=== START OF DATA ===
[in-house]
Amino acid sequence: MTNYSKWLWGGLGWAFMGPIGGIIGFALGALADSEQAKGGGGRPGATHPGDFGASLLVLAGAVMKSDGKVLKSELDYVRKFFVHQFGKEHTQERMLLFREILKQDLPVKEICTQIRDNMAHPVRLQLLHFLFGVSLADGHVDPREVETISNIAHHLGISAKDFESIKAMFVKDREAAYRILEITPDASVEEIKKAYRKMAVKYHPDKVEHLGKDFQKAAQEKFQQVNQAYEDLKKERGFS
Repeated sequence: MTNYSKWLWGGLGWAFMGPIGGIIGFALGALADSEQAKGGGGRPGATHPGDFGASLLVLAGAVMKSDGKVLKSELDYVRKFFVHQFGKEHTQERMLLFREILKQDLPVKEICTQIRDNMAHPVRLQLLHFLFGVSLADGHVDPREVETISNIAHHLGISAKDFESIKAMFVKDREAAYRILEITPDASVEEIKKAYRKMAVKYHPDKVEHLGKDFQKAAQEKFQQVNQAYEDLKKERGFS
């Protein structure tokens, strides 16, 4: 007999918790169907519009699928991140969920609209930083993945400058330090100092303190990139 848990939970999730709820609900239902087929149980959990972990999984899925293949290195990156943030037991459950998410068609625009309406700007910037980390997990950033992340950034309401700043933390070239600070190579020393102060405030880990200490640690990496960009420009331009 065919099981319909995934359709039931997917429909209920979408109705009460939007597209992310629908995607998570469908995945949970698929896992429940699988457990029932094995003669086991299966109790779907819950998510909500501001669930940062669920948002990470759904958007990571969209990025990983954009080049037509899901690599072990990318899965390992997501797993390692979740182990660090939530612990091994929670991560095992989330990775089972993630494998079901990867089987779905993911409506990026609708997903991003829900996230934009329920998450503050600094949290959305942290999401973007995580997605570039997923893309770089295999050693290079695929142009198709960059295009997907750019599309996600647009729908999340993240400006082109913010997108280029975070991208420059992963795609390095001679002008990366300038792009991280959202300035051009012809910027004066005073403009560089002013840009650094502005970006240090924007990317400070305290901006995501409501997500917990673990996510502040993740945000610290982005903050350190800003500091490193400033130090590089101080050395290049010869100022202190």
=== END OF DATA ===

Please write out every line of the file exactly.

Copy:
[in-house]
Amino acid sequence: MTNYSKWLWGGLGWAFMGPIGGIIGFALGALADSEQAKGGGGRPGATHPGDFGASLLVLAGAVMKSDGKVLKSELDYVRKFFVHQFGKEHTQERMLLFREILKQDLPVKEICTQIRDNMAHPVRLQLLHFLFGVSLADGHVDPREVETISNIAHHLGISAKDFESIKAMFVKDREAAYRILEITPDASVEEIKKAYRKMAVKYHPDKVEHLGKDFQKAAQEKFQQVNQAYEDLKKERGFS
Repeated sequence: MTNYSKWLWGGLGWAFMGPIGGIIGFALGALADSEQAKGGGGRPGATHPGDFGASLLVLAGAVMKSDGKVLKSELDYVRKFFVHQFGKEHTQERMLLFREILKQDLPVKEICTQIRDNMAHPVRLQLLHFLFGVSLADGHVDPREVETISNIAHHLGISAKDFESIKAMFVKDREAAYRILEITPDASVEEIKKAYRKMAVKYHPDKVEHLGKDFQKAAQEKFQQVNQAYEDLKKERGFS
């Protein structure tokens, strides 16, 4: 007999918790169907519009699928991140969920609209930083993945400058330090100092303190990139 848990939970999730709820609900239902087929149980959990972990999984899925293949290195990156943030037991459950998410068609625009309406700007910037980390997990950033992340950034309401700043933390070239600070190579020393102060405030880990200490640690990496960009420009331009 065919099981319909995934359709039931997917429909209920979408109705009460939007597209992310629908995607998570469908995945949970698929896992429940699988457990029932094995003669086991299966109790779907819950998510909500501001669930940062669920948002990470759904958007990571969209990025990983954009080049037509899901690599072990990318899965390992997501797993390692979740182990660090939530612990091994929670991560095992989330990775089972993630494998079901990867089987779905993911409506990026609708997903991003829900996230934009329920998450503050600094949290959305942290999401973007995580997605570039997923893309770089295999050693290079695929142009198709960059295009997907750019599309996600647009729908999340993240400006082109913010997108280029975070991208420059992963795609390095001679002008990366300038792009991280959202300035051009012809910027004066005073403009560089002013840009650094502005970006240090924007990317400070305290901006995501409501997500917990673990996510502040993740945000610290982005903050350190800003500091490193400033130090590089101080050395290049010869100022202190």